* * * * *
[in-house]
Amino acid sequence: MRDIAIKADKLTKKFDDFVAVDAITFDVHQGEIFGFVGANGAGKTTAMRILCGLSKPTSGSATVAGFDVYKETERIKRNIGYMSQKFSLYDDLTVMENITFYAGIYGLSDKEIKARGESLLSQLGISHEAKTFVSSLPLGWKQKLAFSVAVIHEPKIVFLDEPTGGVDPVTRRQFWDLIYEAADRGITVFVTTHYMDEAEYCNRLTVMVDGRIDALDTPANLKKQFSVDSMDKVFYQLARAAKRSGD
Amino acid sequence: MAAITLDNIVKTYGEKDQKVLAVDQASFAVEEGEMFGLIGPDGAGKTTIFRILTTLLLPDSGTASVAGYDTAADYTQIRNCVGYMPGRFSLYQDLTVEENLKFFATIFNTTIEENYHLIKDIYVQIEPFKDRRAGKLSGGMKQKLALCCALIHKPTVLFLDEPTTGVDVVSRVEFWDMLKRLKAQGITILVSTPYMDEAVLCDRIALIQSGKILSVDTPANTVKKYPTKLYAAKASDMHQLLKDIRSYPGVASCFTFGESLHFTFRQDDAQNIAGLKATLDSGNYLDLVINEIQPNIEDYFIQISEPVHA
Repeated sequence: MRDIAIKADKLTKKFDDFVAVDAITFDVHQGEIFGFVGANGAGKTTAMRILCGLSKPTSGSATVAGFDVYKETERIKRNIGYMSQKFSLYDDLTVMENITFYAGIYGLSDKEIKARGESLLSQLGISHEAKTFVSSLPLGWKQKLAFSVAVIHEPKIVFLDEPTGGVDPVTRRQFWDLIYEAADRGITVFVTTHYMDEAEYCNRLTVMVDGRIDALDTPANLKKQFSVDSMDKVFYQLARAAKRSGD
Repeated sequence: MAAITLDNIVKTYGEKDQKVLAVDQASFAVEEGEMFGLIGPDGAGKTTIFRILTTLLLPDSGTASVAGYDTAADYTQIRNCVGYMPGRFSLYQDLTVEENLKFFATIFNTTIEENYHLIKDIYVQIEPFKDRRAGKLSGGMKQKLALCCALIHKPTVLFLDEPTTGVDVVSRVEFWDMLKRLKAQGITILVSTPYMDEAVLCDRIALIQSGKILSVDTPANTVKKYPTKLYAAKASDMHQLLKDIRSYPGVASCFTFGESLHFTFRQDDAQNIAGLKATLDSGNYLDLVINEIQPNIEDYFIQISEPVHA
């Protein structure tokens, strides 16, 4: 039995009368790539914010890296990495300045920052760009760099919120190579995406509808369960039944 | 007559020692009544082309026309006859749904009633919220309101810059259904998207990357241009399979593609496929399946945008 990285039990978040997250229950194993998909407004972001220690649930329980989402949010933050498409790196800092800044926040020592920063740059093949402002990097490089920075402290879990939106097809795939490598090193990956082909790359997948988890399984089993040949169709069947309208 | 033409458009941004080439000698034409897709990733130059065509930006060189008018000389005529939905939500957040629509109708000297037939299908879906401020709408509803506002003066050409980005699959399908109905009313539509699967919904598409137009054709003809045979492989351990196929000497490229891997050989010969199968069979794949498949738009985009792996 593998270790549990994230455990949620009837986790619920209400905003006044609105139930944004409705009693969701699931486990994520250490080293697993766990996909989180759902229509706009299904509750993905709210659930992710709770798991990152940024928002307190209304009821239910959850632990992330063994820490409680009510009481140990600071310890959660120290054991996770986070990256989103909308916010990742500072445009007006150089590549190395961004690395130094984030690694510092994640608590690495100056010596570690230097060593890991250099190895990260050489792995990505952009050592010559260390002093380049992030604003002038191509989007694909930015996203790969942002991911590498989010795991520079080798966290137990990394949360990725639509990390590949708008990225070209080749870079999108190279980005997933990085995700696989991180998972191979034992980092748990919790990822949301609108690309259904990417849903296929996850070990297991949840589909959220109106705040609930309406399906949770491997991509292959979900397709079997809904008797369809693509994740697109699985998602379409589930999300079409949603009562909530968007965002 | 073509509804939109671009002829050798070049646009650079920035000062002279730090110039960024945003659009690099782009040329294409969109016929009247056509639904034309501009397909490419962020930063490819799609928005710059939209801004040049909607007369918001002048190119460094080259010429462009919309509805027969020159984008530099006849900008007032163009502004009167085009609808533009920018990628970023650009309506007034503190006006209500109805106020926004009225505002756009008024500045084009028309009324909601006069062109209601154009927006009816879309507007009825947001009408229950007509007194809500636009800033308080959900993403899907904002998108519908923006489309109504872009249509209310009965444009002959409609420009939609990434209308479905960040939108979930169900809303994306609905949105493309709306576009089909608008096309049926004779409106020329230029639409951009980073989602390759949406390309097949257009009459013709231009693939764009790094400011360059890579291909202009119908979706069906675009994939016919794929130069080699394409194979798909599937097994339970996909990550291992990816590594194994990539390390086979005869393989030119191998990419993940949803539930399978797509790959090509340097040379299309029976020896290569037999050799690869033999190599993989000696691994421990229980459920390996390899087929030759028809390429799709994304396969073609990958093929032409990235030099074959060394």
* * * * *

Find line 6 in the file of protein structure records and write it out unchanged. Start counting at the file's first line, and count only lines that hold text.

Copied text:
């Protein structure tokens, strides 16, 4: 039995009368790539914010890296990495300045920052760009760099919120190579995406509808369960039944 | 007559020692009544082309026309006859749904009633919220309101810059259904998207990357241009399979593609496929399946945008 990285039990978040997250229950194993998909407004972001220690649930329980989402949010933050498409790196800092800044926040020592920063740059093949402002990097490089920075402290879990939106097809795939490598090193990956082909790359997948988890399984089993040949169709069947309208 | 033409458009941004080439000698034409897709990733130059065509930006060189008018000389005529939905939500957040629509109708000297037939299908879906401020709408509803506002003066050409980005699959399908109905009313539509699967919904598409137009054709003809045979492989351990196929000497490229891997050989010969199968069979794949498949738009985009792996 593998270790549990994230455990949620009837986790619920209400905003006044609105139930944004409705009693969701699931486990994520250490080293697993766990996909989180759902229509706009299904509750993905709210659930992710709770798991990152940024928002307190209304009821239910959850632990992330063994820490409680009510009481140990600071310890959660120290054991996770986070990256989103909308916010990742500072445009007006150089590549190395961004690395130094984030690694510092994640608590690495100056010596570690230097060593890991250099190895990260050489792995990505952009050592010559260390002093380049992030604003002038191509989007694909930015996203790969942002991911590498989010795991520079080798966290137990990394949360990725639509990390590949708008990225070209080749870079999108190279980005997933990085995700696989991180998972191979034992980092748990919790990822949301609108690309259904990417849903296929996850070990297991949840589909959220109106705040609930309406399906949770491997991509292959979900397709079997809904008797369809693509994740697109699985998602379409589930999300079409949603009562909530968007965002 | 073509509804939109671009002829050798070049646009650079920035000062002279730090110039960024945003659009690099782009040329294409969109016929009247056509639904034309501009397909490419962020930063490819799609928005710059939209801004040049909607007369918001002048190119460094080259010429462009919309509805027969020159984008530099006849900008007032163009502004009167085009609808533009920018990628970023650009309506007034503190006006209500109805106020926004009225505002756009008024500045084009028309009324909601006069062109209601154009927006009816879309507007009825947001009408229950007509007194809500636009800033308080959900993403899907904002998108519908923006489309109504872009249509209310009965444009002959409609420009939609990434209308479905960040939108979930169900809303994306609905949105493309709306576009089909608008096309049926004779409106020329230029639409951009980073989602390759949406390309097949257009009459013709231009693939764009790094400011360059890579291909202009119908979706069906675009994939016919794929130069080699394409194979798909599937097994339970996909990550291992990816590594194994990539390390086979005869393989030119191998990419993940949803539930399978797509790959090509340097040379299309029976020896290569037999050799690869033999190599993989000696691994421990229980459920390996390899087929030759028809390429799709994304396969073609990958093929032409990235030099074959060394």